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  • Improving lives,...

  • ...increasing connectivity across the world.

  • That's the great promise offered by data-driven technology.

  • [Protests]

  • But in China, it also promises greater state control and abuse of power.

  • [Protests]

  • This is the next groundbreaking development in data driven technology:...

  • ...facial recognition.

  • And in China you can already withdraw cash,...

  • ...check-in at airports,...

  • ...and pay for goods, using just your face.

  • The country is the world's leader in the use of this emerging technology.

  • And China's many artificial intelligence startups...

  • ...are determined to keep it that way in the future.

  • Companies like YITU.

  • We're pioneering...

  • ...Artificial Intelligence research and innovation,...

  • ...in the hope of creating a safer, faster, and healthier world.

  • [Chinese]

  • YITU is creating the building blocks for a smart city of the future,...

  • ...where facial recognition is part of everyday life.

  • This could even extend to detecting what people are thinking.

  • Facial recognition: they can read people's emotions,...

  • ...and we are actually now working on these innovative demonstrations and technology.

  • But the Chinese government has plans to use this new biometric technology...

  • ...to cement its authoritarian rule.

  • The country has ambitious plans to develop a vast national surveillance system,...

  • ...based on facial recognition.

  • It'll be used to monitor its 1.4 billion citizens...

  • ...in unprecedented ways.

  • With the capability of tracking everything, from their emotions... to their sexuality.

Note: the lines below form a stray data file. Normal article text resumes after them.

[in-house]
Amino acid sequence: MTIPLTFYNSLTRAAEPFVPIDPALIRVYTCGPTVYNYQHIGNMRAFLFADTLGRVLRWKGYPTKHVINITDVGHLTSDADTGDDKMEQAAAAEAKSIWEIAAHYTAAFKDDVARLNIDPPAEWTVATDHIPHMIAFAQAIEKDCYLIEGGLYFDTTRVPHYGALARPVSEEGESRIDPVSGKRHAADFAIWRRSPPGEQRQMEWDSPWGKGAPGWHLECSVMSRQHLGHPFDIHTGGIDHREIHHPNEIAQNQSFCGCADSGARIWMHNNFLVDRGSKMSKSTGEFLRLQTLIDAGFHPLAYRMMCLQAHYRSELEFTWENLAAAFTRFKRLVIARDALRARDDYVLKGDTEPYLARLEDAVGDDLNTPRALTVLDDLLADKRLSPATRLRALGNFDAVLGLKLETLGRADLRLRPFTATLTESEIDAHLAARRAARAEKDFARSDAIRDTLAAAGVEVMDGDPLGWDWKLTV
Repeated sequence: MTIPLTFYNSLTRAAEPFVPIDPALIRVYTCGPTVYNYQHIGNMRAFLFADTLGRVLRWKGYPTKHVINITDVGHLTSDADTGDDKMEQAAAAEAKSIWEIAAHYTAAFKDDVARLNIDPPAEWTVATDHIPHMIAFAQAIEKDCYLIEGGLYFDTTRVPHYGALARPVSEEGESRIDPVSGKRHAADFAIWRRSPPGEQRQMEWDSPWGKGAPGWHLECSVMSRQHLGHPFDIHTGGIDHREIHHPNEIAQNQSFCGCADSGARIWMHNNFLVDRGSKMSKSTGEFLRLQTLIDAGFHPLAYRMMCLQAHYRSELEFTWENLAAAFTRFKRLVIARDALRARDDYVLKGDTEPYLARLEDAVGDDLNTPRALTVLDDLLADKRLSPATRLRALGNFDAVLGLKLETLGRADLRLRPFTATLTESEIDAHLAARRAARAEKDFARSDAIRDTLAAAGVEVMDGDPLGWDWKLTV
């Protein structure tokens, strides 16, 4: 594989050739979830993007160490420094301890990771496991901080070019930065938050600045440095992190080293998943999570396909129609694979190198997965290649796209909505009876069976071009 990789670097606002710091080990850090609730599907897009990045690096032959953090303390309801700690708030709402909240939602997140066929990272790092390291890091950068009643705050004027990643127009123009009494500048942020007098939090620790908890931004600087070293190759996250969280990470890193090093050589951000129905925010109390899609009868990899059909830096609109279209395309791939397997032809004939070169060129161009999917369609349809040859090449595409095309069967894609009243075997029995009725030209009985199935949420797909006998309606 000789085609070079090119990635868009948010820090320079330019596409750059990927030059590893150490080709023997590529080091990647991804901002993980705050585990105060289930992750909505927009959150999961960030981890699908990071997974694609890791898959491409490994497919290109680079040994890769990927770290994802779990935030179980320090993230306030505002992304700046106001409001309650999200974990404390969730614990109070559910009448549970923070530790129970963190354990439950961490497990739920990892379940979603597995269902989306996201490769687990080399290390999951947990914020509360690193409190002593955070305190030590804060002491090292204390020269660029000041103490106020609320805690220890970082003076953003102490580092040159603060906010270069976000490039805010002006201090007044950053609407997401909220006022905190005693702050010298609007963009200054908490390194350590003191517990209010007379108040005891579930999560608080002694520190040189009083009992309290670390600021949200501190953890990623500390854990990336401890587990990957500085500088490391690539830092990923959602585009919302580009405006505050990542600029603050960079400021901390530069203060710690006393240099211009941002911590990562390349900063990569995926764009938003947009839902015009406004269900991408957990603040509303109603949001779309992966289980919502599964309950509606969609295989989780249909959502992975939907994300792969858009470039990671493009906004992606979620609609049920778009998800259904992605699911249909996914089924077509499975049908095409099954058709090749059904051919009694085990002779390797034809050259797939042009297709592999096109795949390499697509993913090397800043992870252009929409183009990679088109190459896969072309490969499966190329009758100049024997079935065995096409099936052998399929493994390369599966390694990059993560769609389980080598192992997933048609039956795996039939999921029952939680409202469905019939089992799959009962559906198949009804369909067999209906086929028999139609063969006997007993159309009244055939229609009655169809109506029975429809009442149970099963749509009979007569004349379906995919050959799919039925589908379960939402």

• The primary means will be a vast network of CCTV cameras.

  • A 170 million are already in place,...

  • ...and an estimated 400 million new ones will be installed over the next three years.

  • The authorities insist this program will allow them to improve security for citizens,...

  • ...and if you have nothing to hide, you have nothing to fear.

  • But not everyone is convinced.

  • [Chinese]

  • Hongshen Kwai is a former magazine editor.

  • He was ousted by the government.

  • He feels like he's under constant surveillance.

  • [Chinese]

  • Already the authorities are using facial recognition to name and shame citizens.

  • Even for minor offenses, like jaywalking.

  • In Beijing,...

  • ...they're using the technology to prevent people...

  • ...stealing rolls of loo paper from public toilets.

  • And across China, police officers are now trialing sunglasses and body cameras,...

  • ...loaded with facial and gesture recognition technology.

  • It's helping them to identify wanted suspects in real-time.

  • What worries some people here...

  • ...is that, as the technology develops, so too does the capacity for it to be abused.

  • [Chinese]

  • Some of those most at risk in this hyper-surveillance future...

  • ...are the ethnic minorities in China.

  • In Xinjiang province, the Chinese government is wary of the separatist threat...

  • ...posed by the Muslim Uyghur population.

  • According to local NGOs,...

  • ...an estimated 1 million Uyghurs...

  • ...are being detained indefinitely in secretive internment camps,...

  • ...where some are being subject to abuse.

  • It's been called the largest mass incarceration of a minority population in the world today.

  • The authorities are using facial recognition cameras to scan people's faces before they enter markets.

  • The system alerts authorities if targeted individuals stray 300 meters beyond their home.

  • In the future, the government plans to aggregate even more data,...

  • ...and build a predictive policing programme...

  • ...that imposes even tighter controls here.

  • Without checks and balances,...

  • ...China will keep finding new ways to violate the human rights of its citizens.

  • What's already happening in Xinjiang is a warning the rest of the world must heed.

Improving lives,...

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B1 INT UK facial recognition facial recognition technology chinese china

China: facial recognition and state control | The Economist

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    Yukiko   posted on 2018/12/16
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